Friday, February 2, 2018
Neighbors | Zack Shively.The Mike Hull Mini Grant Review Committee awarded gifts to six families with autistic children on Dec. 19 at Mahoning Valley Lanes. They also had free bowling and pizza for the families. Pictured are the members of the committee, from left, (front) Jerry Marshall, Joe Kalamann, Melissa Kalamann, Maureen Richendollar, Nancy Hull, Mary Kay Johnson, Bertie Morrissey, Raylenne Rose; (back) John Morrissey, Art Rose and Paul Frondorf. Not pictured are Angelo Hull and Tom Mechlin.
by ZACK SHIVELY
The Mike Hull Mini Grant Review Committee presented gifts to six families with an autistic child or grandchild on Dec. 19 at Mahoning Valley Lanes.
The committee worked with the Autism Society of Mahoning Valley for the presentation. The funding for the gifts came from the Mike Hull Memorial Poker Run for Autism in the summer. The gifts included a new Nintendo gaming system, a trampoline, electronic tablets and an indoor basketball game.
Melissa Kalamann, the chair of the committee, said they receive applicants from the tri-county area that they help. They use the money they earn from the poker run to pay for Christmas gifts and bring applicants to a summer camp. Their goal is to help families with children on the autism spectrum.
Along with the gifts, the families received a night of bowling and a pizza party for free. Kalamann also invited Santa to meet with the families during the night.
The six families that the group awarded come from all over the tri-county area, including families from Struthers, Youngstown and Columbiana. The Autism Society of Mahoning Valley helped the committee find the applicants.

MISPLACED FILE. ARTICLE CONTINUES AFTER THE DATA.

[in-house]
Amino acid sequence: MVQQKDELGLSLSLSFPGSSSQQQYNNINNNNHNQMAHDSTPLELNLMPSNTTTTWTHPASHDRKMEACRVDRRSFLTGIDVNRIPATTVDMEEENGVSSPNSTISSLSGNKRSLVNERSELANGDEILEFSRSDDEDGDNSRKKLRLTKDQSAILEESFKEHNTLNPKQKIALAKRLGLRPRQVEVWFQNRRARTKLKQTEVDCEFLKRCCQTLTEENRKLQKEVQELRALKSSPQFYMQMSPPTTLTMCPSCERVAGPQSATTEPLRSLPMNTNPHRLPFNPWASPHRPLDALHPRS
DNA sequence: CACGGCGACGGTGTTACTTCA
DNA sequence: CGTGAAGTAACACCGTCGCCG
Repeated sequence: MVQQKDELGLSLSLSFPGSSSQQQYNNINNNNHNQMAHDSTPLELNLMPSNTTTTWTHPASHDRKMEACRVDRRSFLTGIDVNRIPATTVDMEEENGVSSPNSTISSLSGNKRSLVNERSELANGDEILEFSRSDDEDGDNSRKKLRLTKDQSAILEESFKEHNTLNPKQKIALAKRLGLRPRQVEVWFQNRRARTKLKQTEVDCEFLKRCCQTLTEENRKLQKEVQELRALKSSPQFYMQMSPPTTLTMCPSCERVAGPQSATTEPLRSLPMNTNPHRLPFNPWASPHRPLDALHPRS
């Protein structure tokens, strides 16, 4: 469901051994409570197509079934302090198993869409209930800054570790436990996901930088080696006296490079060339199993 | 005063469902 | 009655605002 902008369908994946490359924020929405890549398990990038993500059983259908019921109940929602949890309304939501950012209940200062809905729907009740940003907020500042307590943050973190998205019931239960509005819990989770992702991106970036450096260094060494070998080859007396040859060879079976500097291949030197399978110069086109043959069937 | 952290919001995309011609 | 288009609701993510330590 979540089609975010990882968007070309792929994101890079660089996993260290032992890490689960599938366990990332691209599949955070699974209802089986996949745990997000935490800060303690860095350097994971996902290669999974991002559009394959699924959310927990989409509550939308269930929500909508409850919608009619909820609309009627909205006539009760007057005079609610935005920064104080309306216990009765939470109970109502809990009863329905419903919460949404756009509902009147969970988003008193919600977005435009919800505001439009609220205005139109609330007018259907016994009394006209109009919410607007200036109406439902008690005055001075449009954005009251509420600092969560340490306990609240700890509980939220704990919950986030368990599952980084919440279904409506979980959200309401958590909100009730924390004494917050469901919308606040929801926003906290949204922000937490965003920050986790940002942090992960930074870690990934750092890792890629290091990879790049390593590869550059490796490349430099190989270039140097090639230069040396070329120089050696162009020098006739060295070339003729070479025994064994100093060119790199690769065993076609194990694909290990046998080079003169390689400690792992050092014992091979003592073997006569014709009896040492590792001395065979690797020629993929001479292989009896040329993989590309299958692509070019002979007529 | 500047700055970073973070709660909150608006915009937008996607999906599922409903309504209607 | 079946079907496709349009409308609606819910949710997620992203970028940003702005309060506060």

The grant, committee and poker run are all named in memory of Kalamann’s brother, Mike Hull. Hull performed in a band, and they played for a number of special events, including volunteer events.
“He would play for anyone who asked, from the mayor’s office to the Hell’s Angels,“ said Joe Kalamann, Melissa’s husband and close friend of Hull.
Melissa Kalamann decided the best way to keep his memory alive would be to give back to families with autistic children or grandchildren, as she has a child and Hull had a granddaughter on the autism spectrum.
Kalamann knows what it is like to raise a child with autism. She wants to give back to other families with autistic children or grandchildren.
She said she hopes to continue expanding how much help they receive. The more support they get; the more they can help, she said. Her ultimate goal is to reach a place where she can help all the families who apply for help.
The group began in 2014. They have the Annual Mike Hull Memorial Poker Run for Autism every summer. The event includes a motorcycle ride and a Chinese auction.